Oxford Instruments Launches New Benchtop, Cryogen-free NMR
08 May 2013

Oxford Instruments, one of the world’s leading NMR specialists, has launched Pulsar™ - an affordable benchtop, cryogen-free NMR analyzer that offers convenience without the special requirements associated with superconducting magnets. Pulsar’s small footprint is suitable for most labs and industrial production areas.

Pulsar allows even the non-expert user to quickly and easily establish routine experiments. A team at the Institute of Food Research (IFR), Norwich, UK, led by Dr Kate Kemsley, Head of the Analytical Sciences Unit, funded by the Technology Strategy Board (TSB), has been trialing Pulsar.

“We have a high-resolution NMR facility within the Analytical Sciences Unit, but most of the people in the team have backgrounds other than NMR spectroscopy - FTIR, chemometrics, statistics. However, this has been no barrier to getting started with Pulsar. We have all very quickly learned how to collect spectra, check line widths, and adjust the XYZ shim. Even the theoretician who hadn't done a practical experiment since undergraduate days is hooked”, says Dr Kemsley. “We have been impressed by how easy it is to perform a high-throughput experiment - a recent Masters student carrying out his final year research project with us was able to produce 200 quality spectra in a matter of days."

Jeff Jefferson, General Manager, Industrial Analysis, says:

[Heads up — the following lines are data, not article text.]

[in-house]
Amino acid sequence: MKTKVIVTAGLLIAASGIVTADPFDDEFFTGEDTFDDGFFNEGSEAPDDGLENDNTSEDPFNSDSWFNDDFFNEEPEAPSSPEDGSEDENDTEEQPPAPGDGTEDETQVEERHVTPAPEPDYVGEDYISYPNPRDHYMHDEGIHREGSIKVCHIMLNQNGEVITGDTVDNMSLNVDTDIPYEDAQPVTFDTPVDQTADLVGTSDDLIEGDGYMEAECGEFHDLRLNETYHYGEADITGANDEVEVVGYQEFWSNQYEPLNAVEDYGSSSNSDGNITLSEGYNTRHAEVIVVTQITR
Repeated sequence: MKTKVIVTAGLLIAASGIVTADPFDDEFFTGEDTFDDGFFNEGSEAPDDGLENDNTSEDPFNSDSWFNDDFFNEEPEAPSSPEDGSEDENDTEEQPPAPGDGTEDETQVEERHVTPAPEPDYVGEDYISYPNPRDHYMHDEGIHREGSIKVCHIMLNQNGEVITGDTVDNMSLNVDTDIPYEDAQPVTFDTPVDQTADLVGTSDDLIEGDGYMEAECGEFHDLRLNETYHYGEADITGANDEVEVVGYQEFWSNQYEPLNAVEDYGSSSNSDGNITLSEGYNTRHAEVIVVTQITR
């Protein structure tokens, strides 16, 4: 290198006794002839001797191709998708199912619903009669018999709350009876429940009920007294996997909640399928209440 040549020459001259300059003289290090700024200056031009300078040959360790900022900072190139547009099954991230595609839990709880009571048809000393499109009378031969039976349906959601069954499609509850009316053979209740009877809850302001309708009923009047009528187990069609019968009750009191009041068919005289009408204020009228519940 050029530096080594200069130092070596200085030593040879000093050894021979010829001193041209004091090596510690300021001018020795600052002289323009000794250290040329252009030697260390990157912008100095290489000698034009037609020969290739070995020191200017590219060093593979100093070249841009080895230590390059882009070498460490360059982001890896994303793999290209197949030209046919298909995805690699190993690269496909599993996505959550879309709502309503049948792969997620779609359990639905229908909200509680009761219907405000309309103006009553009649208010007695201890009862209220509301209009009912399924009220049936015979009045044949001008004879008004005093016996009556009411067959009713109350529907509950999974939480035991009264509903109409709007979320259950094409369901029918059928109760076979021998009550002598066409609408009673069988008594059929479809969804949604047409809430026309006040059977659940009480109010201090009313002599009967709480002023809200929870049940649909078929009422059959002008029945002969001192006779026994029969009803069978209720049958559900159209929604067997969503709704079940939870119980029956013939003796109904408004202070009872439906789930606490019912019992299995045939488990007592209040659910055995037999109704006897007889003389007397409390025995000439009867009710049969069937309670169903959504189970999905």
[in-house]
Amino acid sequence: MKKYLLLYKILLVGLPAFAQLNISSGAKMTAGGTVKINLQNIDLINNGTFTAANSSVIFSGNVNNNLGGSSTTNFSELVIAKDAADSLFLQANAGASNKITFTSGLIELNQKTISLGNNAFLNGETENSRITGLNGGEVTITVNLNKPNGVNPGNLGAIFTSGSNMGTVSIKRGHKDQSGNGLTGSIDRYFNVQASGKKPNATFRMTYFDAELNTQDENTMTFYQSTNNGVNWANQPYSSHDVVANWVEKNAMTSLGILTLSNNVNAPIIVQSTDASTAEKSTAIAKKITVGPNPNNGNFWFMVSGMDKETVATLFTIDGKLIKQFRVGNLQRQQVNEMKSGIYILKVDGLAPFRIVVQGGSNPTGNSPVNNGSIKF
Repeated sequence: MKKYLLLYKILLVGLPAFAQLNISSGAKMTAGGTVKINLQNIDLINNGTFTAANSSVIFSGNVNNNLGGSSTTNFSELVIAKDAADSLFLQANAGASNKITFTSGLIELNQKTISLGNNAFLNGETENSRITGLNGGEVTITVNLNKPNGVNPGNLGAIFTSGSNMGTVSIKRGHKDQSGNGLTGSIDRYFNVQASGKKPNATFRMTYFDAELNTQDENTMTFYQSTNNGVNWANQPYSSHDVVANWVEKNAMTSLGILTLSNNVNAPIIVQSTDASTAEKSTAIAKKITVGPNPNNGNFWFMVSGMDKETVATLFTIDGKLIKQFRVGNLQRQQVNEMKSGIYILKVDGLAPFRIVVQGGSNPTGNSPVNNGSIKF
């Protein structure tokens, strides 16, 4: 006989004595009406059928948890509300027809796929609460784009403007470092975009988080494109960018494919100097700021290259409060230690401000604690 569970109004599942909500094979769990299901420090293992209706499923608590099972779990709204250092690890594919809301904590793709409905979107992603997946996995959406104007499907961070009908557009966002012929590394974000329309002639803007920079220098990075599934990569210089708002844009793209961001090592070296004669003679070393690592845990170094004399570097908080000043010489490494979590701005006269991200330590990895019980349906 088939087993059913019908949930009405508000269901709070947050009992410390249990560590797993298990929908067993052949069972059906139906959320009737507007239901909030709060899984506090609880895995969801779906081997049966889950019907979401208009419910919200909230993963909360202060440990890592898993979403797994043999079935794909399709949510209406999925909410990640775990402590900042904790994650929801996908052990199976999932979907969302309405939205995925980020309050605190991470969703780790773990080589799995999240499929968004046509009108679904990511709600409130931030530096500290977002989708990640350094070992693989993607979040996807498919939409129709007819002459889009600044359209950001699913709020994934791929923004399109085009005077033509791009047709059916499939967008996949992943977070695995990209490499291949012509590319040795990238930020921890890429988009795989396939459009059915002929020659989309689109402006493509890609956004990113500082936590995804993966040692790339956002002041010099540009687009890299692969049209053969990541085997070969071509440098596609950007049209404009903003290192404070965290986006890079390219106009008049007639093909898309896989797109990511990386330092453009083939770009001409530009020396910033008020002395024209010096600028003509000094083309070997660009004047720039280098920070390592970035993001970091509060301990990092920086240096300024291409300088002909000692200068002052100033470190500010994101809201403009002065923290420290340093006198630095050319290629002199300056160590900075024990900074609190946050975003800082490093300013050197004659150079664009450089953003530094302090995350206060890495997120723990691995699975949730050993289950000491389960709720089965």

“We are delighted at the feedback from our partnership with IFR and the support from the TSB. We are proud to launch such an affordable, accessible, uncomplicated NMR analyzer and we know that Pulsar will open up the advantages of NMR analysis to a much wider audience.”

Pulsar requires a standard mains electrical supply and is offered at a fraction of the selling price of current high field NMR instruments with virtually no on-going running costs. It incorporates a 1.4T (60MHz proton resonance) rare-earth permanent magnet with superior homogeneity, providing outstanding spectral resolution, generating routine spectra in seconds. Instrument control comes from a seamless workflow package, while the processing and manipulation of data is achieved using the industry-leading Mnova NMR software from Mestrelab.

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Sarah Thomas
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